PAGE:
I have a piece in the latest issue of Prospect looking at the often dismayingly dismal aesthetic relationship between films and video games. I’ve pasted the first couple of paras below for your enticement: simply click through to the Prospect site to read the whole article.
Today, when you sit in a cinema, it can be hard to tell whether a trailer is for a film or a videogame. The Adventures of Tintin: The Game uses many of the same computer-generated sets, characters, sounds and scenes as Spielberg’s film, which came out recently to much fanfare. On 20th December, the gaming event of the year—Star Wars: The Old Republic—seems likely to be a far more impressive addition to its franchise than the last three films combined, with a rumoured budget of over $135m.
Yet the creative history of the crossovers between games and films is a largely wretched one. From the joyless trainwreck of the Super Mario Bros. movie in 1993—described by its star Bob Hoskins as his single biggest regret—to the more recent inanities Tomb Raider (2001) and Prince of Persia (2010), game adaptations have given cinema little more than noise. Nor have many videogames based on films impressed—most remain generic cash-ins.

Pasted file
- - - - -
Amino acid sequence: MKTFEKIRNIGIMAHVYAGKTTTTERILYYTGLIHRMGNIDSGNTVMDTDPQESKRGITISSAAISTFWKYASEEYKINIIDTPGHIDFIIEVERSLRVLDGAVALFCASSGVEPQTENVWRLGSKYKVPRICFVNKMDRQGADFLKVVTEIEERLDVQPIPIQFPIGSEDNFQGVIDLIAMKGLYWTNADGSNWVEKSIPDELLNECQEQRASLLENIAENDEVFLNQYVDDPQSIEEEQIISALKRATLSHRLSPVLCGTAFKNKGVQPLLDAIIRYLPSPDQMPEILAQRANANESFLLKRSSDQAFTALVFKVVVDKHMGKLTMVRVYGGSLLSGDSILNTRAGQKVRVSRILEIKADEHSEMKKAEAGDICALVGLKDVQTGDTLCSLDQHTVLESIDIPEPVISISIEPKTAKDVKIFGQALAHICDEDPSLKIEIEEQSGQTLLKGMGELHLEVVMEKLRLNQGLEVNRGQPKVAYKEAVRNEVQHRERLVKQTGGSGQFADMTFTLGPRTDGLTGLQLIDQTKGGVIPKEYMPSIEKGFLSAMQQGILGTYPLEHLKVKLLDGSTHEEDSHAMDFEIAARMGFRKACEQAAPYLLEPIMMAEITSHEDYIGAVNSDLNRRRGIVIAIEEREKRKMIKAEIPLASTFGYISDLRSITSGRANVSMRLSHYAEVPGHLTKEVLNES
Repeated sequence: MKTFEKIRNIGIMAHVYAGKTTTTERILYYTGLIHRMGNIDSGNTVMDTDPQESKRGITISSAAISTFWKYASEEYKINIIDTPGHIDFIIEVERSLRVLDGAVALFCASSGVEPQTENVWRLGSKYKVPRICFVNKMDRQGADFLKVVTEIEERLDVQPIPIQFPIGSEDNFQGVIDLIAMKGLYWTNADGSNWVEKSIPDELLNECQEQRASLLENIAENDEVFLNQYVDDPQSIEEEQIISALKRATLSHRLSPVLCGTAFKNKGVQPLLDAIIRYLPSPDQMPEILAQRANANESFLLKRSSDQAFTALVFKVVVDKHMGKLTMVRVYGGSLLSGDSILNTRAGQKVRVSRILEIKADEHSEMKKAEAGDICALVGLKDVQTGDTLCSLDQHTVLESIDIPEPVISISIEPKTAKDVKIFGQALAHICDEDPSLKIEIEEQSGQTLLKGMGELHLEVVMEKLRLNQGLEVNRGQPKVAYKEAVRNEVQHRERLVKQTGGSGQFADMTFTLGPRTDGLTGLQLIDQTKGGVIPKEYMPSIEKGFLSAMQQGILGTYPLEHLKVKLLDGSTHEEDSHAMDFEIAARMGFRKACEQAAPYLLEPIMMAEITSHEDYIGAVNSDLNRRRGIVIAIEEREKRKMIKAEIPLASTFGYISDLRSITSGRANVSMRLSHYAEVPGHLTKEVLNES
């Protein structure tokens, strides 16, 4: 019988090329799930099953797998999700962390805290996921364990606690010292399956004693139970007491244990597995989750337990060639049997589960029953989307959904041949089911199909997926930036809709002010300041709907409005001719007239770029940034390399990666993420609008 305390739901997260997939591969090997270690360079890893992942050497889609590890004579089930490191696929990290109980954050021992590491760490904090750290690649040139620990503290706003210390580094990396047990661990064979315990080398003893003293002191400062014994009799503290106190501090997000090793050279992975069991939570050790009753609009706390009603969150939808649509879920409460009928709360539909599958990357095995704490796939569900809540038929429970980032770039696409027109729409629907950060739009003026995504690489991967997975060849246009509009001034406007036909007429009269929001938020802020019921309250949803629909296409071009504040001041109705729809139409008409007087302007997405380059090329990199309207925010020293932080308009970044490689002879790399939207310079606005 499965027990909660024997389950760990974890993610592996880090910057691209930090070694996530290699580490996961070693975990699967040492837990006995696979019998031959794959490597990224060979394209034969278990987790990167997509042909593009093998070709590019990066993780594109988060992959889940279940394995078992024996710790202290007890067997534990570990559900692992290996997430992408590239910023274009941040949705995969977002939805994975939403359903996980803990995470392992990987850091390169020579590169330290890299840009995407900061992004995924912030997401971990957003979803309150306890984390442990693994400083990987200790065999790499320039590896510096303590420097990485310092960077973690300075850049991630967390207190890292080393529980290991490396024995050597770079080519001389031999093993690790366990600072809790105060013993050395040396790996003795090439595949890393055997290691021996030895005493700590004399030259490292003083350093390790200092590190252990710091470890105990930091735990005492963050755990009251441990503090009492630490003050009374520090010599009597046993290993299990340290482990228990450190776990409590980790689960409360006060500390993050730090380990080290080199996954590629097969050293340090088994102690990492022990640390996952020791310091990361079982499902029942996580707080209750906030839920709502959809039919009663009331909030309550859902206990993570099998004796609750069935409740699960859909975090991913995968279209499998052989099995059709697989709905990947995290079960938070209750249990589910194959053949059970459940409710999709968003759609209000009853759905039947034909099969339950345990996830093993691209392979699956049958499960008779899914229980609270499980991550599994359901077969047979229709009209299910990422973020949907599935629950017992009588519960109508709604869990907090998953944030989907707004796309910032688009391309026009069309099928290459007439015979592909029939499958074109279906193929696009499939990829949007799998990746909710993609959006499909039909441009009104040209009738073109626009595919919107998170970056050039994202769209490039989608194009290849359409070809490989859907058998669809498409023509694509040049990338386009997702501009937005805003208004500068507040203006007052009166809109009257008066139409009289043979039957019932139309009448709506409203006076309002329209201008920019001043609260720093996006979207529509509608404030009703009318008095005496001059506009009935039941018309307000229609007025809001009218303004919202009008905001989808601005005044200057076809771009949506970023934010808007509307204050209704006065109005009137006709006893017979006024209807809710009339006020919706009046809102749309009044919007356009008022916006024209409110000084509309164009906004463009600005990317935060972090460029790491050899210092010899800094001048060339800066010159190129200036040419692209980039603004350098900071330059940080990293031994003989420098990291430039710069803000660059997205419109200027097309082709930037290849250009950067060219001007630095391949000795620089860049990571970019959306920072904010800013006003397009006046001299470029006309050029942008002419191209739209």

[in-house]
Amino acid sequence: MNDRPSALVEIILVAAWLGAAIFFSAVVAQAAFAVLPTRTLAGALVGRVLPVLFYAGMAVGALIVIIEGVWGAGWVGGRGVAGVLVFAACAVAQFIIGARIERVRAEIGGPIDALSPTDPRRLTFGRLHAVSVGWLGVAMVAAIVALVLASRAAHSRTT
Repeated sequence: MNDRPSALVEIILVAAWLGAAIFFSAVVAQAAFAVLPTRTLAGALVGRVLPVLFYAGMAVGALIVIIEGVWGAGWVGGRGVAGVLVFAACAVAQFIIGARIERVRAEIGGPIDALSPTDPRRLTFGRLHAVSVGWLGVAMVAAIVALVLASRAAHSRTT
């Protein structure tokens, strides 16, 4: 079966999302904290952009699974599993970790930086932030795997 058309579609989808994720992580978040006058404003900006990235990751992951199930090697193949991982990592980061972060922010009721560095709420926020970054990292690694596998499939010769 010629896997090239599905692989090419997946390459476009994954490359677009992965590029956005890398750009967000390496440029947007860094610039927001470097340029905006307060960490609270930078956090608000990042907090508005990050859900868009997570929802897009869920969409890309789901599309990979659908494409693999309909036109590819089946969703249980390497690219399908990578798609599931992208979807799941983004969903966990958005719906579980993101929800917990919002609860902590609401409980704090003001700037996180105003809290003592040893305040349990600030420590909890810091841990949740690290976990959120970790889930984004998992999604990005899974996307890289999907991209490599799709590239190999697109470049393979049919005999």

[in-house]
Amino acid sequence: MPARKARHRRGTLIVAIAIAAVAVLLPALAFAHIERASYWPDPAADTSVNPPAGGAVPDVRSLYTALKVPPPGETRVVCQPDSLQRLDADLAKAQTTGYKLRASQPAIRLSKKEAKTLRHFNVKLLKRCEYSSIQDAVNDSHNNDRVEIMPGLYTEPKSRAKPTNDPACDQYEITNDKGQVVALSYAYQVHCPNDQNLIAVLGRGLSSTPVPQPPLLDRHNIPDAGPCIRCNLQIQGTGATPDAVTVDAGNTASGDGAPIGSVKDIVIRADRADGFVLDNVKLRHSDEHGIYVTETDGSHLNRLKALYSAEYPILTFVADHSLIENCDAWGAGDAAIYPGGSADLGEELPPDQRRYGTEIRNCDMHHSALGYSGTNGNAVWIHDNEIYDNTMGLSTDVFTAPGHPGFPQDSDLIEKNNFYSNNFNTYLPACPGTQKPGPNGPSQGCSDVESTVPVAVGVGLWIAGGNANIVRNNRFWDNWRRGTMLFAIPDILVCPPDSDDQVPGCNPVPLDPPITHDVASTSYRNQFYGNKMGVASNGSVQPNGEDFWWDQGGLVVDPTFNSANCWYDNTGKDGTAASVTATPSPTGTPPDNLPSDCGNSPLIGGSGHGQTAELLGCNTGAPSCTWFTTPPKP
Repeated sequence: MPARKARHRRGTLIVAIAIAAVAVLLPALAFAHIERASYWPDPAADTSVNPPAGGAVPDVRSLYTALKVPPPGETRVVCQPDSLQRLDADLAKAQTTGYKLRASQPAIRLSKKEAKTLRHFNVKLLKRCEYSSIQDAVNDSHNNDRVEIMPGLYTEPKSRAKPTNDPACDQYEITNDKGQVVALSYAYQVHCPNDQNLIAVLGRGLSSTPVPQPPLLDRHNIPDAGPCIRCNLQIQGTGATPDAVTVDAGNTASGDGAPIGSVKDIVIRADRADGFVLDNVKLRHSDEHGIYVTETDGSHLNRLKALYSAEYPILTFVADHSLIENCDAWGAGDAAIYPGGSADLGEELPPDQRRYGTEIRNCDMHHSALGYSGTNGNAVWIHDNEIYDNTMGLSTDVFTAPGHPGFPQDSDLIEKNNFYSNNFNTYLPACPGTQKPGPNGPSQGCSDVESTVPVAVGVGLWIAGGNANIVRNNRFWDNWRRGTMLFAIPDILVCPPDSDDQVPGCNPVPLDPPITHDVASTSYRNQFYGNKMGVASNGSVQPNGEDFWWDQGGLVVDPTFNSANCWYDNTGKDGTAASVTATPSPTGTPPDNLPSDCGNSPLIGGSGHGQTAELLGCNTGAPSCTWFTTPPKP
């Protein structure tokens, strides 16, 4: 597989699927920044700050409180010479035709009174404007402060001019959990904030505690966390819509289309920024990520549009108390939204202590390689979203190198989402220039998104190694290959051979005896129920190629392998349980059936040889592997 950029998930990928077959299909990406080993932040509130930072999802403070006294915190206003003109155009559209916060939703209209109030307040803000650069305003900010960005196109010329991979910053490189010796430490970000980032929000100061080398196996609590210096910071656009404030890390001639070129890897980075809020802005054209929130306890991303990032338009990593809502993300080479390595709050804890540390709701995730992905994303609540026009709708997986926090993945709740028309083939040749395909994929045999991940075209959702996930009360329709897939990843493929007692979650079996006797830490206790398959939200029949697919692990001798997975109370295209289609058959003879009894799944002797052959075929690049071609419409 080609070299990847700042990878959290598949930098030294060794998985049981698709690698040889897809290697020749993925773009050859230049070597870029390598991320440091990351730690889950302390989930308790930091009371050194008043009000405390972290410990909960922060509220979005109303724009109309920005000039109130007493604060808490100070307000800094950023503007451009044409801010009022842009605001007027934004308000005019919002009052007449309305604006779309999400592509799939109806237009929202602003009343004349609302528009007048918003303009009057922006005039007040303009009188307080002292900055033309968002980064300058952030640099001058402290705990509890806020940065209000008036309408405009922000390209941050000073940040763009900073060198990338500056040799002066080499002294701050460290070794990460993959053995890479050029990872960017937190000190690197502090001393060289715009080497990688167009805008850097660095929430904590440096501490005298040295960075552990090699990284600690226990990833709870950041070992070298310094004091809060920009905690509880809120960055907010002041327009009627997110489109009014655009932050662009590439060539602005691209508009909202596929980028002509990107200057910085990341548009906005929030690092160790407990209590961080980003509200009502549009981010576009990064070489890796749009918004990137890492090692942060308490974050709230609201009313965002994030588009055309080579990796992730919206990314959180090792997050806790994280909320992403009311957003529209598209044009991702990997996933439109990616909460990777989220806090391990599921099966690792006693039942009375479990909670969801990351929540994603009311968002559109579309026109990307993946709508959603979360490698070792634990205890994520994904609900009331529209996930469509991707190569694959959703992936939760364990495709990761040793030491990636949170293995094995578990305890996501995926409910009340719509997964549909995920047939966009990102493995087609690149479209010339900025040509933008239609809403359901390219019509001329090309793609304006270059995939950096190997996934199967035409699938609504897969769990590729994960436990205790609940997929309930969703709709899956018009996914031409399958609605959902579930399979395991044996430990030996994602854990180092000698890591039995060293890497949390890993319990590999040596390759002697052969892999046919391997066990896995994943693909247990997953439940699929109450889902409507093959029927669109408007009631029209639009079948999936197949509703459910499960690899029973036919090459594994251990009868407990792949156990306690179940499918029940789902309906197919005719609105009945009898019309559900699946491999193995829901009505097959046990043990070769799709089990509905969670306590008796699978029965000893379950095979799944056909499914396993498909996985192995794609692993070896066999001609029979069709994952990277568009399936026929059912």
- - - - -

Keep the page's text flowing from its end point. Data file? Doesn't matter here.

The winter blockbuster season, then, raises a nagging question. If the relationship between our two great kinetic visual media is creatively so inert, would both film and videogames be well advised to steer clear of each other?
When it comes to films’ influence on games, the answer is a resounding “no.” We owe to cinema, after all, the development of almost the entire modern aesthetic of moving images. From panning shots to close-ups, zooms, fades, reverse angles and slow motion we see and describe the world today through minds trained by the conventions of cinematography—and modern videogames remain more indebted to these techniques than perhaps any other art form in our culture.
Click here to read the complete article